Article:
When my friend Rhonda talked excitedly about her new venture, providing web content and advertising pieces for businesses via a marketing firm, I smiled politely. While I was happy for her, I firmly stated that I "would never want to do that." Write weekly blog posts, monthly e-newsletters, and other "business writing" content on boring topics. I inwardly moaned at the thought of researching and writing about subjects that I had little to no interest in. But guess who later inquired about the opportunity to join her writing team? I plowed through the first months of boring assignments, not sure I could make it a long-term gig. But perseverance won out and nearly seven years and upwards of 700 articles later, I have learned so much and have grown by leaps and bounds as a writer.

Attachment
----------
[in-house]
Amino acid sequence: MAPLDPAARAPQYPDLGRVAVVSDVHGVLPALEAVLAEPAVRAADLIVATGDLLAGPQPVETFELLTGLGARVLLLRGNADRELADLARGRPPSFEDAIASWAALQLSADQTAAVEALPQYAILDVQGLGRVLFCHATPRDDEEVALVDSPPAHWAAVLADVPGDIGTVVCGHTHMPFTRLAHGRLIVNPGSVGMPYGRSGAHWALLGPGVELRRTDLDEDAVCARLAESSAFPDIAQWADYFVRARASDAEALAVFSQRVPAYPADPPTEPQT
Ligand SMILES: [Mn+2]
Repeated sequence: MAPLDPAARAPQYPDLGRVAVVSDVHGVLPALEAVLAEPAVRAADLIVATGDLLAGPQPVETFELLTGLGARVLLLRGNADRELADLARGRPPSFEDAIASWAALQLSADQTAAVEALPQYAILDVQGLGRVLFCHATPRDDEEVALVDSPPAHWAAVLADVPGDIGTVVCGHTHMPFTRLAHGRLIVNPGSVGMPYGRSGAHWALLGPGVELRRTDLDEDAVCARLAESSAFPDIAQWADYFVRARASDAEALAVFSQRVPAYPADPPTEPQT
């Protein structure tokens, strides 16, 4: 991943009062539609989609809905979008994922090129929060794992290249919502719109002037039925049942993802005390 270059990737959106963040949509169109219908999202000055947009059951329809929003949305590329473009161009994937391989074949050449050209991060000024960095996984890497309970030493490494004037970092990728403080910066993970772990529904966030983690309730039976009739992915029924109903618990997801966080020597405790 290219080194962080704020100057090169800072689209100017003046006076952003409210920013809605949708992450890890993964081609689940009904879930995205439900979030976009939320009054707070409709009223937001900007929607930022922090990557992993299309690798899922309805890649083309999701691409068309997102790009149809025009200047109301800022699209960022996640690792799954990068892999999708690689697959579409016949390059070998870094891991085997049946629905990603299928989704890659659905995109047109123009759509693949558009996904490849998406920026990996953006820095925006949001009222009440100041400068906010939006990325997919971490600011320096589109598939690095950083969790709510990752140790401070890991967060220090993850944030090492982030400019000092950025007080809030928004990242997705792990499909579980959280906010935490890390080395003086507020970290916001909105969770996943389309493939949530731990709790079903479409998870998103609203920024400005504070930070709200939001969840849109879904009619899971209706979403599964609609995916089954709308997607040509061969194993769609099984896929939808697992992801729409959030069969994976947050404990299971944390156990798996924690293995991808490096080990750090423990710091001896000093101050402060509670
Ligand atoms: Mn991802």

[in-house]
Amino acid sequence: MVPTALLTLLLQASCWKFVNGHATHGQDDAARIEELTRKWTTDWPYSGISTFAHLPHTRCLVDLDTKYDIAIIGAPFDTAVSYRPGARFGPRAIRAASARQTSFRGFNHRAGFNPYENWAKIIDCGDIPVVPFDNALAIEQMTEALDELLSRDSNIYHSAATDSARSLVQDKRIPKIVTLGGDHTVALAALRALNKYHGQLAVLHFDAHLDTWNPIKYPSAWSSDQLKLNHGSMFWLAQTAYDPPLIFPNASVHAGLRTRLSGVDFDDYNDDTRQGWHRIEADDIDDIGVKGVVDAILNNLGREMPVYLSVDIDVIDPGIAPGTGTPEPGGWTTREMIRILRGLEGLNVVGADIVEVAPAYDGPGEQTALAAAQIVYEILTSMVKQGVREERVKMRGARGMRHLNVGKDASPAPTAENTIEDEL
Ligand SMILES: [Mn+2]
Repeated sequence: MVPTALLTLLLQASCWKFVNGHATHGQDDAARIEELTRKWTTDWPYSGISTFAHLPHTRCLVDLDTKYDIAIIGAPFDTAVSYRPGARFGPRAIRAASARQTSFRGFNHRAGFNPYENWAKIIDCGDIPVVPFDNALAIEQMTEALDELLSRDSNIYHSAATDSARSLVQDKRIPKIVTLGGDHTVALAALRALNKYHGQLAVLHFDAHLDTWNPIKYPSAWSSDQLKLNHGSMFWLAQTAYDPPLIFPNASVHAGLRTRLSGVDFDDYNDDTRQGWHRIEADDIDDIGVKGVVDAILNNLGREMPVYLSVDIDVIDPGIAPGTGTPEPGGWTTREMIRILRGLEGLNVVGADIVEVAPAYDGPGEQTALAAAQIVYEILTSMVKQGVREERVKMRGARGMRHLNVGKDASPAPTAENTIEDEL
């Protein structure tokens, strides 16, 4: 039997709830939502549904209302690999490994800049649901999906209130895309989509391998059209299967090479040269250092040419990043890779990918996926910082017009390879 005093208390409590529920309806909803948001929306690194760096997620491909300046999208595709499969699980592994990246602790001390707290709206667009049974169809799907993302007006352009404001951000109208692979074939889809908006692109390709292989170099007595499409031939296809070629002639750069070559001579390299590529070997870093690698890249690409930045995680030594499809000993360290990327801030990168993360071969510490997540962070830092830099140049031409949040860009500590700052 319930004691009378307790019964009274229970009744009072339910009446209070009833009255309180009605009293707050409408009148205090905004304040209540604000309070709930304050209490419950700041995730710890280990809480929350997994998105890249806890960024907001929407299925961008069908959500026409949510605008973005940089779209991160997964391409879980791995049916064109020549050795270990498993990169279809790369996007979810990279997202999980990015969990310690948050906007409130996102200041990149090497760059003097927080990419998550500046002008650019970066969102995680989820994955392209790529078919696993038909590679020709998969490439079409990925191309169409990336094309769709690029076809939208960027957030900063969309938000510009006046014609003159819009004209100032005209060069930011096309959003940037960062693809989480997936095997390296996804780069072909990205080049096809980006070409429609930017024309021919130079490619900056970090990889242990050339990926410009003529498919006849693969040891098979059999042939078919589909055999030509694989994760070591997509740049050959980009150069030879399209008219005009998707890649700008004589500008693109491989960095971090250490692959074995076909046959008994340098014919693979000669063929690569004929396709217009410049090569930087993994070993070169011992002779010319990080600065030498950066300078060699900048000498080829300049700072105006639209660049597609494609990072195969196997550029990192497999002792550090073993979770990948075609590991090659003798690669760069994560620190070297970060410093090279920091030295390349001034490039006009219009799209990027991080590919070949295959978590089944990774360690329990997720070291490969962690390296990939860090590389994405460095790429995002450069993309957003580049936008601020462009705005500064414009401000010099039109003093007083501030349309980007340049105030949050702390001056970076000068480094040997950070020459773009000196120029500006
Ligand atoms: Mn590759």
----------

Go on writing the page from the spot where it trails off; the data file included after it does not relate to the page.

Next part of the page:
Poetry is another "not my thing" type of writing that I tend to avoid like the plague, although I've forced myself to write a poem on several special occasions. Those efforts didn't kill me. And I wasn't banned from any of my writing hangouts. So, a few years ago, I challenged myself to compose a poem in celebration of National Poetry Month (in April). Once I put pen to paper, I was surprised at how easily the poem came together. And while it's unlikely to win a prize, I have to say, I was rather pleased with the results.

Photo by krystina rogers on Unsplash

In Honor of Spring

Roses are red,
Violets are blue.
But the tulips of spring,
How they make my heart sing.
The grass is so green,
And my, how it grows.
So cool and so soft
Against my bare little toes.
The warmth of the sun
Surrounds the fertile earth.
As the wonders of spring
Fill us each with such mirth.
A confession I must make
Although it pains me so.
Only the tallest part
Of the lawn did I mow.
The day had been long and
T'was already past seven.